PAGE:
December 12, 2011
TSG Atmospheric: Egyptian Election Results: Initial Assessment
The official results of the initial round of voting on November 28, 2011, in Egypt show that the Muslim Brotherhood's (MB) Freedom and Justice Party (FJP) achieved strong results, as was expected, but what was definitely unexpected - and unwelcome to many - was the strong showing by the Islamist religious parties.
This outcome was contrary to previous predictions which suggested that the anticipated huge turnout of Egyptians to vote would mean that the Islamists would face stiff competition from new "revolutionary" faces.
However, The "revolutionaries" failed to make any real headway, because they lacked organization and even the desire to form separate parties that could take on the larger well-funded and organized entities.
The Egyptian Bloc (EB) founded by billionaire Coptic businessman Naguib Sawiris (right) achieved impressive results - especially as it was only formed three months ago - specifically to counter the influence of the MB.
Observers Without Borders - independent election monitors - noted that, "Egyptian churches issued clear instructions to Coptic Christians to vote for the Egyptian Bloc."
The EB is a liberal alliance of the three political parties of the leftist Tagammu, the leftist Egyptian Socialist Democratic Party, and the liberal Free Egyptians. The political aims of the EB are to establish Egypt as a modern civil state in which science plays an important role, and to create equality and social justice in the country. The EB also intends to improve the quality of life for the poor, including the improvement of access to education, health care and housing.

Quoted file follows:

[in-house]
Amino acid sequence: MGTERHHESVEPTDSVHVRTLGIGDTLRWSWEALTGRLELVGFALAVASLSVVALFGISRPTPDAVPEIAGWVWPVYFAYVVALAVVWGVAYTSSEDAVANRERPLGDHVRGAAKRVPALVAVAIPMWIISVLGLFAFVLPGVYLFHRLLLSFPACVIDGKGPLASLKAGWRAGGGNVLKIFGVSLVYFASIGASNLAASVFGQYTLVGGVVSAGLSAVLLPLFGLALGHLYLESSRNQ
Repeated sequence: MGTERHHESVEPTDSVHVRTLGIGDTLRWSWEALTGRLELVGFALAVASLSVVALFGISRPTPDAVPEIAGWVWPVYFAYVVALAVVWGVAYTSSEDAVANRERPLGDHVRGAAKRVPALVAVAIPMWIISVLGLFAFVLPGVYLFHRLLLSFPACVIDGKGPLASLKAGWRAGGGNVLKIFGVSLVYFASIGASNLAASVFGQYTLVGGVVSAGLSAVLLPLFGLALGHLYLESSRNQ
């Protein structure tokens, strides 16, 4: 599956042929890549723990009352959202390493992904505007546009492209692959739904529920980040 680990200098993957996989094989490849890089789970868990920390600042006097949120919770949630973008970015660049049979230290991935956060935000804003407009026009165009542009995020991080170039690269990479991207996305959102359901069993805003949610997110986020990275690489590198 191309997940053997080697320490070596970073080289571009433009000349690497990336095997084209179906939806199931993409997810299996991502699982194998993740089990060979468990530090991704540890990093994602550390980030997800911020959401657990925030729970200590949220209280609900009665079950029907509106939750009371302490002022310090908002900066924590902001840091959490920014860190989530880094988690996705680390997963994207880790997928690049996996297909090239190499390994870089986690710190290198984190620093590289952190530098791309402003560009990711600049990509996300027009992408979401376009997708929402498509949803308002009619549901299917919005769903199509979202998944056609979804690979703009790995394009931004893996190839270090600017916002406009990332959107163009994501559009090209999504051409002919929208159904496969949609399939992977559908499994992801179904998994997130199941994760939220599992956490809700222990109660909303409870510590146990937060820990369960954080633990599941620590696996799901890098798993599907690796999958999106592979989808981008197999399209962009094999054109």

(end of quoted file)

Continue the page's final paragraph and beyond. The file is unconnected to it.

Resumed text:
The EB also supports the creation of a pluralistic, multiparty democracy, and rejects religious, racial, and sexual discrimination - thus running counter to the more extreme philosophies of the Salafist movement.
Nonetheless, the early successes of the FJP and Salafist Nur (Light) Party have led to an equally expected expression of concern from the U.S. and Israel, both of whom are nervous of Egypt becoming a more hard-line religious state, and one which might jettison the Egyptian-Israeli Peace Treaty, turn inward, and cease to be a reliable partner for Washington in its counter-terrorist efforts.
However, there are a number of issues to consider:
- First: the voting results are for only one third of Egypt's provinces, and in turn affect only affect two thirds of the seats. Consequently, the results have to be seen in the mathematical context that only approximately 22% of the total available seats were decided in the first voting round.
- Second: the results of the one third of the districts who have voted cannot necessarily be extrapolated to be representative of all Egypt, thus the next two rounds of voting may not replicate the results of the first
- Third: the Supreme Council for the Armed Forces (SCAF) is unlikely to allow any 'extremist' government to be formed, which might either threaten their privileged position or harm Egypt's national economic or political interest.
- Fourth: A third of seats in parliament will be held by independents who may help form a political counterweight to other more hard-line politicians.
- Fifth: The FJP candidates are part of the Democratic Alliance which also includes candidates of other parties with more liberal and left wing beliefs. It is therefore dangerously speculative to make any kind of definitive prediction of the final electoral outcome until the end of the third stage of voting.
It is therefore in our opinion still too early to jump to any hasty conclusions. SCAF, will - also in our opinion - be wholly unprepared to see Egypt lose its historical place as the heart of the Arab World as a result of a political election. SCAF still hold the reins of power, and is most unlikely to cede them to those whom it does not trust: the Egyptian military has never done so before and is unlikely to start now.
Our analysis is set against the above context ...
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